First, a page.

Social media taught me that I’m not as smart as I thought. In fact, name any subject and someone knows more about it than I do.
Folks have such different interests, passions, obsessions, and specialties. I love that about social media. It’s full of wizards and whiz kids. I’ve found that someone has a smart, beats-Google understanding on every possible subject in the world.
And it’s fun. It’s real people, engaging with you. You get closer to somebody.
I put this to full advantage as a writer. I often crowd-source ideas and solutions and problems, often via social media. If I don’t know what weed I’m looking at, crowd-source. If I want to know if Mercury is retrograde, ask.
I learned from crowd-sourcing on social media the name of a bird called a black-bellied whistling duck that I spotted in a pond down the road. Before I asked what I thought would be a dumb question, I looked online and also through every bird book I own, and they all said whistling ducks don’t live where I live. Finally I asked, and in five minutes I had a treasure chest of information.
Crowd-sourcing is great for nature writing, which includes a lot of science; and it’s great for creative nonfiction of all kinds.
I found these past months that it’s also great for fiction.
I got so enamored with crowd-sourcing research on social media that I extended it to a book. When I independently published The Woods of Fannin County, I asked readers to please let me know if they spotted an error. I had tried my best to find and fix every single typo or mistake, but for sure:
- Some people know English grammar and rhetoric better than I.
- Some people are better spellers than I.
- Some people know more about every single subject on the earth than I.
In Response, Folks Let Me Know That…
- Baseball doesn’t have a halftime.
- Hemptown Creek doesn’t flow to the Atlantic. It flows to the Gulf.
- A woman who has birthed 10 children is not going to have “full, still beautiful” breasts.
- “The snakes in the fireplace were first identified as timber rattlers. Later, when Bobby is talking to someone, he calls them cottonmouths.”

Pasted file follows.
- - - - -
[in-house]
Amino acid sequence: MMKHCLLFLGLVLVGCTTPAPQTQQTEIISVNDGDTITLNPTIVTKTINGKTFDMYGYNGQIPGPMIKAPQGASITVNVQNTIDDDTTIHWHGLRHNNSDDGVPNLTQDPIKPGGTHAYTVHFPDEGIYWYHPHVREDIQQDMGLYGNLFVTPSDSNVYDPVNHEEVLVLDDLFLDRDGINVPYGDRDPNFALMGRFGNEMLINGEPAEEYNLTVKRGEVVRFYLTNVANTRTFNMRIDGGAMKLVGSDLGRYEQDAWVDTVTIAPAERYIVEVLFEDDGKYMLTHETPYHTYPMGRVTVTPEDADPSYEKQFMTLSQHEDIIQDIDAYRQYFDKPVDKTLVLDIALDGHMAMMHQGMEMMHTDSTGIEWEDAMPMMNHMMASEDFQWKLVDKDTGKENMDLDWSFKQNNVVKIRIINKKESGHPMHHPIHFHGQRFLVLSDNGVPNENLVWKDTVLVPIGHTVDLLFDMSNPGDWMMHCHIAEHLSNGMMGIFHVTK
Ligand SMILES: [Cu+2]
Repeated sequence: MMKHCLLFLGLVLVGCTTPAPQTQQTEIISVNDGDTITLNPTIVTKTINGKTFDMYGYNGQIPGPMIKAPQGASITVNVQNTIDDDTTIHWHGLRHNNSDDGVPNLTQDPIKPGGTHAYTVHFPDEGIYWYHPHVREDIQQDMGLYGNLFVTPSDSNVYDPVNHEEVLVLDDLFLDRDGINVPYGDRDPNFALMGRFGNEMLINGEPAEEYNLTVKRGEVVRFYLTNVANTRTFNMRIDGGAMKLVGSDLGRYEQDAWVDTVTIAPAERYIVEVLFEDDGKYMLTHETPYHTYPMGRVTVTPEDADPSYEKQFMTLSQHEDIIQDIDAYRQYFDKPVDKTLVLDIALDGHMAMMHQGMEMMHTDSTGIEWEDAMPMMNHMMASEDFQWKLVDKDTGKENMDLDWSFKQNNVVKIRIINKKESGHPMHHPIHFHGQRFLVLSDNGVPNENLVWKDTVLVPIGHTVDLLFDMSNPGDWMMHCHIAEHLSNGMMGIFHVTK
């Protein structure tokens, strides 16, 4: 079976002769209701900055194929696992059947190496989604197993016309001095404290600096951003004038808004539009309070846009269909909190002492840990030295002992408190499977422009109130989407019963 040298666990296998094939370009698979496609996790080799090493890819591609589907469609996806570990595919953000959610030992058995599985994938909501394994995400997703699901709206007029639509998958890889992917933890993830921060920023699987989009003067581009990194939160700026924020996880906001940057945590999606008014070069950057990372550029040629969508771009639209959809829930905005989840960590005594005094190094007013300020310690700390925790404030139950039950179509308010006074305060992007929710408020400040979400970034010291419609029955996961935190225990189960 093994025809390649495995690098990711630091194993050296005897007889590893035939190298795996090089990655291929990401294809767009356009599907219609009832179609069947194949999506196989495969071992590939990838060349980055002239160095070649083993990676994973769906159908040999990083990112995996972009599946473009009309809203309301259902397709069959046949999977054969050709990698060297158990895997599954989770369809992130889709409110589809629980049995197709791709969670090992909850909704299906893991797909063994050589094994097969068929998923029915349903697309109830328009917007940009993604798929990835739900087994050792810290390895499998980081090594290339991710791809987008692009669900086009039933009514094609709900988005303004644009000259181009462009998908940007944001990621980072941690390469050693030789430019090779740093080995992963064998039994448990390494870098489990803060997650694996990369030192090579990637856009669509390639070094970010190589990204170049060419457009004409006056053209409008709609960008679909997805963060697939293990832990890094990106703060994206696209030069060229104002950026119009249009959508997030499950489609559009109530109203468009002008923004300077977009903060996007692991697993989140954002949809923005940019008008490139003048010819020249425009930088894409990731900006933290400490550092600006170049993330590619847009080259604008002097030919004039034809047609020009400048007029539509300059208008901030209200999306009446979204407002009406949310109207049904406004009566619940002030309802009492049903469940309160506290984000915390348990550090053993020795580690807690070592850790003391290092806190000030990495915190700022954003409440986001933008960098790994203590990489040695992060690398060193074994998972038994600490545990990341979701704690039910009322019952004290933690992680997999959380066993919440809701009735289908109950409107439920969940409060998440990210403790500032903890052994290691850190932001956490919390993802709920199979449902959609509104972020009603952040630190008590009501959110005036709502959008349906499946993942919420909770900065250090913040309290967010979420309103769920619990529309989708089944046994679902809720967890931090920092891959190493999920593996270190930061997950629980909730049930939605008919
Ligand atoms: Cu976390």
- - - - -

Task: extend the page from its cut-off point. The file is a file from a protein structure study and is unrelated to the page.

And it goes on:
- And many more.
The person who enlightened me about the Hemptown watershed sent this map. I’m telling you, people are amazing.
A Biologist Uncovers a New Problem
After a while the edits quit coming, so I figured we had them all. But a few weeks ago a biologist found a new one. Here’s her note:
I finally got around to reading your book. What an incredible story. I don’t see how those kids survived, especially the baby. When you first announced the publication, you asked for readers to let you know of any typos or errors. I have one: On page 110. “…sleet had turned to hail.” I always thought hail was associated with summer thunderstorms, not winter storms.
I foresee this book becoming a movie. Don’t you? Wonderful writing.—S.
Okay, Can Sleet Turn to Hail?
Of course I went to Google.
USA Today said, “Sleet forms in winter storms, while hail is a warm-season type of precipitation.” Crap, I thought, I have to make another change in the book. (When you independently publish via Amazon, in order to make an edit you pull down your book file, make the change, then wait for Amazon to approve the changes. Sometimes this can take a couple of days—time that the book is not actually selling. So I’m never happy about having to make edits.)
In the example of hail v. sleet I decided to look farther.
FOX Weather: “Hail is the one frozen precipitation that can fall no matter the date on the calendar or the temperature outside.” But who would trust FOX Weather?
National Geographic Society: “Sleet is type of precipitation distinct from snow, hail, and freezing rain.” Okay, maybe sleet is not hail.
NOAA saved me: “Hailstones begin as embryos, which include graupel or sleet, and then grow in size.” Apparently sleet can turn to hail.
Backing Out of a Rabbit-hole
What began as a simple question got more and more complicated as I read, and suddenly there was a new word I’d never heard before, “graupel,” which some sites distinguished as wet and soft while hail is hard and dry.
At some point I closed down the search. I am not going to peruse meteorology journals to fine-tune the science of winter precipitation.
I’m so grateful that this friend pointed out this possible problem. I would never have known all about this.
The Long and Short of It
One possible shortfall is that crowd-sourcing may make you feel vulnerable. Sometimes when we ask questions of others they scoff at us. You’ll notice that I did not crowd-source the question about sleet and hail. That one felt too risky, as if I should have known the answer.
If you feel vulnerable, don’t put yourself at risk. Use private methods of research. Hire an editor.
Usually I don’t mind looking like a doofus because I’m trying to get something I need. Plus I have a big filter. When I make a mass inquiry, I filter out the mansplaining and womansplaining (which happens, y’all know). I look for hotshots who’re also nice people, which is most of them. Somebody kindly tells me what I need 99 percent of the time.
It’s strange, as if my Friends group is an encyclopedia. I love it.
That’s my pro-tip. Try using your crowd of friends to do your research. Or to edit your work. Or in whatever ways I haven’t even considered. Yet.